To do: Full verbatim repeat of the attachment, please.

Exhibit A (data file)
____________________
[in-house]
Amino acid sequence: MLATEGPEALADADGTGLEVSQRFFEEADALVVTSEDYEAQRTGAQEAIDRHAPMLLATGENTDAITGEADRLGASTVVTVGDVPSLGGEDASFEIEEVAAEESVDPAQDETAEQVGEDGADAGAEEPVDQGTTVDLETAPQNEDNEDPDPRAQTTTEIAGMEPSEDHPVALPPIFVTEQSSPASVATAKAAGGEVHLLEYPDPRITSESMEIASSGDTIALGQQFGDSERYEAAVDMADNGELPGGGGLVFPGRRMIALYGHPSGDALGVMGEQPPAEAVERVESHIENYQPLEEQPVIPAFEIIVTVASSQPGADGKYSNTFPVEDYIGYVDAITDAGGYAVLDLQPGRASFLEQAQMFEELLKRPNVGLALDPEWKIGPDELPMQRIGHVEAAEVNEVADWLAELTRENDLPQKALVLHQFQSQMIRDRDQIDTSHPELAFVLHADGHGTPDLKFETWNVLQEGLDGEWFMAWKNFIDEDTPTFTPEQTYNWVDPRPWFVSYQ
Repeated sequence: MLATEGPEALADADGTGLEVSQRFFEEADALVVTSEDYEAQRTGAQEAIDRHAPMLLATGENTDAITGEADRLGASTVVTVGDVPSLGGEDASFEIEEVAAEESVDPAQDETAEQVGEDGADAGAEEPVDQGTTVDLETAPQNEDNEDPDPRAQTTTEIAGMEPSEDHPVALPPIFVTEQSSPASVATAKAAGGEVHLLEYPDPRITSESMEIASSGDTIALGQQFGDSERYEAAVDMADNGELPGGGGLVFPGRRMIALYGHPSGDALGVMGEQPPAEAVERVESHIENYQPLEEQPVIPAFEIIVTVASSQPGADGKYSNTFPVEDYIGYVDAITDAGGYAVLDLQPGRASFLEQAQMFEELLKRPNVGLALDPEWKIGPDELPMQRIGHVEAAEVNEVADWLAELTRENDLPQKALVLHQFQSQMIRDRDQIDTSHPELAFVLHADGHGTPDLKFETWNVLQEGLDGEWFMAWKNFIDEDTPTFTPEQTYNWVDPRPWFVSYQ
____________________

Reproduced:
[in-house]
Amino acid sequence: MLATEGPEALADADGTGLEVSQRFFEEADALVVTSEDYEAQRTGAQEAIDRHAPMLLATGENTDAITGEADRLGASTVVTVGDVPSLGGEDASFEIEEVAAEESVDPAQDETAEQVGEDGADAGAEEPVDQGTTVDLETAPQNEDNEDPDPRAQTTTEIAGMEPSEDHPVALPPIFVTEQSSPASVATAKAAGGEVHLLEYPDPRITSESMEIASSGDTIALGQQFGDSERYEAAVDMADNGELPGGGGLVFPGRRMIALYGHPSGDALGVMGEQPPAEAVERVESHIENYQPLEEQPVIPAFEIIVTVASSQPGADGKYSNTFPVEDYIGYVDAITDAGGYAVLDLQPGRASFLEQAQMFEELLKRPNVGLALDPEWKIGPDELPMQRIGHVEAAEVNEVADWLAELTRENDLPQKALVLHQFQSQMIRDRDQIDTSHPELAFVLHADGHGTPDLKFETWNVLQEGLDGEWFMAWKNFIDEDTPTFTPEQTYNWVDPRPWFVSYQ
Repeated sequence: MLATEGPEALADADGTGLEVSQRFFEEADALVVTSEDYEAQRTGAQEAIDRHAPMLLATGENTDAITGEADRLGASTVVTVGDVPSLGGEDASFEIEEVAAEESVDPAQDETAEQVGEDGADAGAEEPVDQGTTVDLETAPQNEDNEDPDPRAQTTTEIAGMEPSEDHPVALPPIFVTEQSSPASVATAKAAGGEVHLLEYPDPRITSESMEIASSGDTIALGQQFGDSERYEAAVDMADNGELPGGGGLVFPGRRMIALYGHPSGDALGVMGEQPPAEAVERVESHIENYQPLEEQPVIPAFEIIVTVASSQPGADGKYSNTFPVEDYIGYVDAITDAGGYAVLDLQPGRASFLEQAQMFEELLKRPNVGLALDPEWKIGPDELPMQRIGHVEAAEVNEVADWLAELTRENDLPQKALVLHQFQSQMIRDRDQIDTSHPELAFVLHADGHGTPDLKFETWNVLQEGLDGEWFMAWKNFIDEDTPTFTPEQTYNWVDPRPWFVSYQ